Our reluctance to assume authority can be seen in unconscious speech habits, such as the insidious word, “Okay?” However, we tend to use this word when there is really no choice for the child. And when the child says “no,” frustration and anger often develop. How much better to state clearly, “Now it is time for dinner. You may put on your coat. Feet stay on the floor.”

Simple, clear statements work very well when responding to situations like why a child is not allowed to jump on the table. They also communicate certainty. “We eat on the table.” “The table is not strong enough for jumping and standing.” “You may climb on the pillows stacked in the living room or the climber outside.” Answering their “why” questions creatively and imaginatively rather than with intellectual detail is very effective and can be a very fun way to diminish resistance and upsets. Also, children who receive long, detailed explanations of why they should or should not do something learn to return, long detailed explanations of why they should or should not do something, creating more resistance. Children are masters of imitation, often imitating our speech long before cognitive understanding of such develops.


By offering children many choices—“What would you like for lunch?” “Where would you like to go today?”—we actually rob them of the certainty they need to experience in us. Or we seem to give them a choice, as in the insidious word, “Okay?,” when there is really no choice at all. Young ones are not yet equipped to make many of the choices we offer them, and it disturbs their free discovery of the world. AND children also need to feel some sense of power. Make choices appropriate to the age and situation and keep them to two options that will meet your own goal, i.e., “You can run with me to the car, or we can ride our ponies,” “We can ride our ponies to the car, or I can carry you,” “Would you like the green sweater or the yellow one?”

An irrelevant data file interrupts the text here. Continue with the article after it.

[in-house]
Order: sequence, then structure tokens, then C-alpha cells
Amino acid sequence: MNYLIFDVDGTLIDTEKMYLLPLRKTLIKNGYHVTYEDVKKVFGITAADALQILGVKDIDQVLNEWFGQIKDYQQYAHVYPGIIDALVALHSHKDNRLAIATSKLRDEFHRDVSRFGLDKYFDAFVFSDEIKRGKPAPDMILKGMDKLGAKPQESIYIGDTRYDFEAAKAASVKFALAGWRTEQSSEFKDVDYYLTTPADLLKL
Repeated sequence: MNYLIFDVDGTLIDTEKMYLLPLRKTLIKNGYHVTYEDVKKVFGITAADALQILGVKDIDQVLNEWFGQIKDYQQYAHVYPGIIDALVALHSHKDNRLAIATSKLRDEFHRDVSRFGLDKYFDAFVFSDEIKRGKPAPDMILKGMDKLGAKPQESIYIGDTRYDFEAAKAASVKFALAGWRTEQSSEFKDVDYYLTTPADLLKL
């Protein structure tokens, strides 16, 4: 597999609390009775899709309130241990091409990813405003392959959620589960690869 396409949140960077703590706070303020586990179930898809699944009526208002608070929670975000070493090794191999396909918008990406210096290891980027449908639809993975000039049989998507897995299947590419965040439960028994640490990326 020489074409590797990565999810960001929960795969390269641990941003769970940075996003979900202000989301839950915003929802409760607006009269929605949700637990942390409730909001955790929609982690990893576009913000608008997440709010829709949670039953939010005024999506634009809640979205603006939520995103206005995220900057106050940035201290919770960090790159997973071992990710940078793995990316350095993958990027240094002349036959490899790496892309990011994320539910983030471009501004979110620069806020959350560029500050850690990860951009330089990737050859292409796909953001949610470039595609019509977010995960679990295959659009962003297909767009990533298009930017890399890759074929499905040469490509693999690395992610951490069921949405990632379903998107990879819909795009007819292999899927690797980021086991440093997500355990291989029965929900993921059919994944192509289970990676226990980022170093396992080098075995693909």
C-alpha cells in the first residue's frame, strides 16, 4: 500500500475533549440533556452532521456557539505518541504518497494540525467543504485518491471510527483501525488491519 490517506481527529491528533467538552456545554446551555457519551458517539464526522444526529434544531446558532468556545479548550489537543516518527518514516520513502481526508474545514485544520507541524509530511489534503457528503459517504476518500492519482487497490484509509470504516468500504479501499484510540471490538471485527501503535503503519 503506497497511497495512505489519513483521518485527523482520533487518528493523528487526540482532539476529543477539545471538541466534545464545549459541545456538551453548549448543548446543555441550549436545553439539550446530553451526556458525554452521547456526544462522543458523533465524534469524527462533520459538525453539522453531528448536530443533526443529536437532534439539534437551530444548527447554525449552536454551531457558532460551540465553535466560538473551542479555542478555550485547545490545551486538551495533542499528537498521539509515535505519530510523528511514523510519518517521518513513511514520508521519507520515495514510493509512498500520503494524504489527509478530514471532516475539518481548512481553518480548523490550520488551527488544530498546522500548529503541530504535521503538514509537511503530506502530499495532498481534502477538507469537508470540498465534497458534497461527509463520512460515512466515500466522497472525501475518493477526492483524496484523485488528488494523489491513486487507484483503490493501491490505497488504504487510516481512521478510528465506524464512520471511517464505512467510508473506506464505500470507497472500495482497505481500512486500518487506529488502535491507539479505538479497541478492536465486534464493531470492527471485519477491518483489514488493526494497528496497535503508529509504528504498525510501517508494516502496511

Children experience freedom during unstructured playtime, when they begin to make sense of their world and feel a sense of control in their own way and in their own time. The foundation of the free adult individual is laid in the free and imaginative play of young children. A child who does not play enough or who has too much structured time will feel and act frustrated. Today’s children exhibit more signs of stress than those of any other generation. Over-structured lives are one of the major causes.

Our Inner Selves

Lastly and most importantly, our own inner states affect our children. They know when we are tense, relaxed, happy, angry, or fearful. The more self-discipline and equilibrium we can achieve through taking care of our own needs for rest, nutrition, solitude, and relationship, the more relaxed and nurturing we are with our children. For children to be joyful, willing workers, we need to model daily tasks with joy and willingness. The capacity to perform daily, repetitive tasks of life and to provide for the demanding needs of our children requires us to meet our own needs.

We are not perfect. More important than being perfect is striving to do the right thing, to parent consciously. Children are forgiving and resilient because they understand we act out of love. We act out of love for our children, and they lead us down a path of inner change and growth.